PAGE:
Beyond Meat Inc (NASDAQ:BYND) investors have been in awe of the company's ability to grow since its IPO. Revenue was up 250% in the third quarter of 2019 to $92.0 million, an incredible pace for any company. But it's still expected to lose money in 2019 and shares trade at 17 times full-year expected revenue, a hefty premium for growth. 

Given the competitive landscape in food and the low-margin nature of the business, I think investors should look at a company that may have a more durable growth path. And I think Spotify (NYSE:SPOT) is the stock that has a lot going for it in 2020. 

Person listening to music on headphones.

Image source: Getty Images.

Beyond Meat's long-term challenge

It's difficult to argue with Beyond Meat's results over the last twelve months. The company has grown extremely quickly and is even reporting a small profit as of last quarter. Deals with Hardee's, Tim Hortons, KFC, and other fast-food chains drove growth this year, but there's competition coming to the plant-based food industry.

More than half a dozen well-capitalized companies are introducing their own plant-based products, including Tyson Foods (NYSE:TSN), Kellogg (NYSE:K), and Kroger (NYSE:KR). That's on top of Impossible Foods, the other venture-backed meat alternative company that's partnered with Burger King. 

The traditional names are well-established players in the food business, and that's the problem for Beyond Meat. The food business is driven by distribution, whether that's to grocery stores or restaurants. Food suppliers don't have a lot of power because they don't sell directly to customers and are typically not very high margin companies, even for well-known brands, as you can see below. Despite increases in margins over the past year, I wouldn't be surprised to see margin pressure in the future.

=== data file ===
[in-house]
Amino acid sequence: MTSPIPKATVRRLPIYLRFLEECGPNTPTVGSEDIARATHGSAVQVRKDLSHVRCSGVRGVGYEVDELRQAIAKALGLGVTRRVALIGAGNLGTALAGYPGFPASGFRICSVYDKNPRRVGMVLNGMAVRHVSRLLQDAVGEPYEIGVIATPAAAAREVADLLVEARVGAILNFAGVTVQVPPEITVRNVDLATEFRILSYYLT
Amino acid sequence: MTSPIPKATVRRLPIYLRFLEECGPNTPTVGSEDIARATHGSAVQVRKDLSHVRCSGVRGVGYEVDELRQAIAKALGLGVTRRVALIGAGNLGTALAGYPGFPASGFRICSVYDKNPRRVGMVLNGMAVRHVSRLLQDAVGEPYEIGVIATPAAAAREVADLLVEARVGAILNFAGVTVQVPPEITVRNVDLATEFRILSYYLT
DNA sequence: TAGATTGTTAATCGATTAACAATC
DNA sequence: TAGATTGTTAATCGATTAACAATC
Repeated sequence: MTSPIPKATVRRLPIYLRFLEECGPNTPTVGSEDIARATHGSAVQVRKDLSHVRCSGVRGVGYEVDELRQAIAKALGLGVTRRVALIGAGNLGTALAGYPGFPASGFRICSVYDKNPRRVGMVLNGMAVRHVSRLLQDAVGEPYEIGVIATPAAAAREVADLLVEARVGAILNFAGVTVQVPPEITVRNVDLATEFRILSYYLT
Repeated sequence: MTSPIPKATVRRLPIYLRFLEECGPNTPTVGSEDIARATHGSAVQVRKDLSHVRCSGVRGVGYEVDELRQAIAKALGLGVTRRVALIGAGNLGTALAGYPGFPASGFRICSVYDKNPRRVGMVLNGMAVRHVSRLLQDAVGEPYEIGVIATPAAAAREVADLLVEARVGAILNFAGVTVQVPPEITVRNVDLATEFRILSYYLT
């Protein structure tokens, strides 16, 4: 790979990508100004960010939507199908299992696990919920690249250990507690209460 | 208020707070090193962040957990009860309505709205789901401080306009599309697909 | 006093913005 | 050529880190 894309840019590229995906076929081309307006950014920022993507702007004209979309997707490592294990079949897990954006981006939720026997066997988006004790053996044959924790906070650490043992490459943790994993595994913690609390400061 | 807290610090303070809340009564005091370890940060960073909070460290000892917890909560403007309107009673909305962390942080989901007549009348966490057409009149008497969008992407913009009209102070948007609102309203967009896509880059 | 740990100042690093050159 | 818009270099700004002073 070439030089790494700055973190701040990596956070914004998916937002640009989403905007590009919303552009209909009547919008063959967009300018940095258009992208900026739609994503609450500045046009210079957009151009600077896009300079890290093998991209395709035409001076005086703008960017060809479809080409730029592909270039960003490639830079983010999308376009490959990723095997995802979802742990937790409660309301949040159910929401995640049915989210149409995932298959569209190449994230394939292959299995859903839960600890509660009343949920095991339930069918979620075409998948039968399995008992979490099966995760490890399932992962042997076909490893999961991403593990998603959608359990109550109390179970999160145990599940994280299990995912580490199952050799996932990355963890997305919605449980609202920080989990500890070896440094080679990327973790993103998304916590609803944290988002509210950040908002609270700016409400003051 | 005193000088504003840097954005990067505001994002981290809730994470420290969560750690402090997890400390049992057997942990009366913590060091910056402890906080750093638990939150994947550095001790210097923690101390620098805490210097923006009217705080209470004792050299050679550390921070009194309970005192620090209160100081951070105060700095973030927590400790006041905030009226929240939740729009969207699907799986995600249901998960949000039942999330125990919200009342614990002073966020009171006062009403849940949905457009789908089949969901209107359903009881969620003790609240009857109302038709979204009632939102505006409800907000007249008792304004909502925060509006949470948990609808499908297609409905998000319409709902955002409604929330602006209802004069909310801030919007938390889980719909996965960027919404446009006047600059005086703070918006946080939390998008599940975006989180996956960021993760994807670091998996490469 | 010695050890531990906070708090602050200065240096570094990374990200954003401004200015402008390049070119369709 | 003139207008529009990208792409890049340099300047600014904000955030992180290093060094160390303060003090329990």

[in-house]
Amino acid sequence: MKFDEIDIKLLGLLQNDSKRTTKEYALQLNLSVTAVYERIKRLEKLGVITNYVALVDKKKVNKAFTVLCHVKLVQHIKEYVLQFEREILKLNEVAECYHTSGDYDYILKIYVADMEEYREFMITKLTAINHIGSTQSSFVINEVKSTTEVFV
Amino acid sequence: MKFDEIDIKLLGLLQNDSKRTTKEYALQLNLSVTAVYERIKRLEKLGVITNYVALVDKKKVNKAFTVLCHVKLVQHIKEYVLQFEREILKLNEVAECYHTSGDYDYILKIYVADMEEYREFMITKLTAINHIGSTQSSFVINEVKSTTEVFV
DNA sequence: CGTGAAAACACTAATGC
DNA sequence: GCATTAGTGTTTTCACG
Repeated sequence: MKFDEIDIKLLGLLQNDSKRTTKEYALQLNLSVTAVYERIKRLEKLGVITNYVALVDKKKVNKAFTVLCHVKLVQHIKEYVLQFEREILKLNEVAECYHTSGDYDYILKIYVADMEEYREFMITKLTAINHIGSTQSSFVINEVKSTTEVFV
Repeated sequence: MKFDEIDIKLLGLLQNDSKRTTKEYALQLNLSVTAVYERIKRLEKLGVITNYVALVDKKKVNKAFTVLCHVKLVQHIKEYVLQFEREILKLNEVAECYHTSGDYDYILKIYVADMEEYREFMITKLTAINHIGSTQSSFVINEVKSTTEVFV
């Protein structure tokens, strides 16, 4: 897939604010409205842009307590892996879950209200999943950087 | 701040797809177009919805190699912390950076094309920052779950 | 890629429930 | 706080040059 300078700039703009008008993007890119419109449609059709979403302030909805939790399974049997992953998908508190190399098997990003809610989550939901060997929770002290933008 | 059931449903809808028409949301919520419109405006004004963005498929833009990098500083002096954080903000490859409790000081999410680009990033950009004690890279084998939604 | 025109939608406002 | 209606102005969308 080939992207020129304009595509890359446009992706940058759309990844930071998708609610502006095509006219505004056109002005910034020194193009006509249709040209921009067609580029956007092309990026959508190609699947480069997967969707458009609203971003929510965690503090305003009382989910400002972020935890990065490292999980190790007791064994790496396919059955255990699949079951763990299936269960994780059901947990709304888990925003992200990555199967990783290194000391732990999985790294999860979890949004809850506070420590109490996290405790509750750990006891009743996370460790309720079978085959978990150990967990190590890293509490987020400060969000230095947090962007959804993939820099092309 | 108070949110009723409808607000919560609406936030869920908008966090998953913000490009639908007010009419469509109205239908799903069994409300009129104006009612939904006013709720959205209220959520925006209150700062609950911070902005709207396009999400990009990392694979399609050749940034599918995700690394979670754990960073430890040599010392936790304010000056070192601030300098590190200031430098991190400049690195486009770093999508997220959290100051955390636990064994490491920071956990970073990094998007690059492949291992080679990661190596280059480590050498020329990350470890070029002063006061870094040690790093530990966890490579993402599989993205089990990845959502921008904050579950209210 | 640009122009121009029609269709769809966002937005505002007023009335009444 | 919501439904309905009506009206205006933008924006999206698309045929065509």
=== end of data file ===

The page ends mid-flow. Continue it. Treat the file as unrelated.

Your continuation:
BYND Gross Profit Margin Chart

BYND Gross Profit Margin data by YCharts

Beyond Meat's challenge will be keeping up growth and margins as competitors enter the market. And when going up against much larger rivals, I am skeptical the company can live up to investors' lofty expectations. 

Spotify is set up to expand its market

Unlike food where hundreds of companies fill store shelves, Spotify is playing in more of a winner-take-all market. The intermediary between music creators and music listeners has proven to be a valuable position now that customers are paying for monthly streaming subscriptions. Spotify effectively owns the customer relationship and then makes deals with music studios to buy content. And as the biggest game in town, the studios have almost no choice but to be on Spotify's platform. As the number of customers grows, Spotify becomes a more powerful and more important customer for music producers. And it becomes more attractive for customers as well. 

What I like about Spotify's strategy is that it's leveraging its music position into podcasts, which are a booming business right now. The company spent $340 million early in 2019 to acquire podcast start-ups Anchor and Gimlet in order to grow its presence in the segment. It may take years to show fruit from the podcast investment, but I think it's the right place to be right now. 

The combination of music and podcasts means Spotify is at the center of what we'll listen to in the future. And as a platform company with very few competitors that have been able to scale, I think that will be a profitable place to be. That's why I think Spotify is in a better strategic position than Beyond Meat for growth investors. 

Plenty of growth with these stocks

Both Beyond Meat and Spotify have bright futures with a lot of growth ahead, but I like Spotify's strategic position and value much better. It could be the dominant player in music and podcasts for the next decade and it trades at just 4 times sales, compared to 17 times sales for Beyond Meat. That's a better deal for investors today, although both stocks could be winners over the next few years.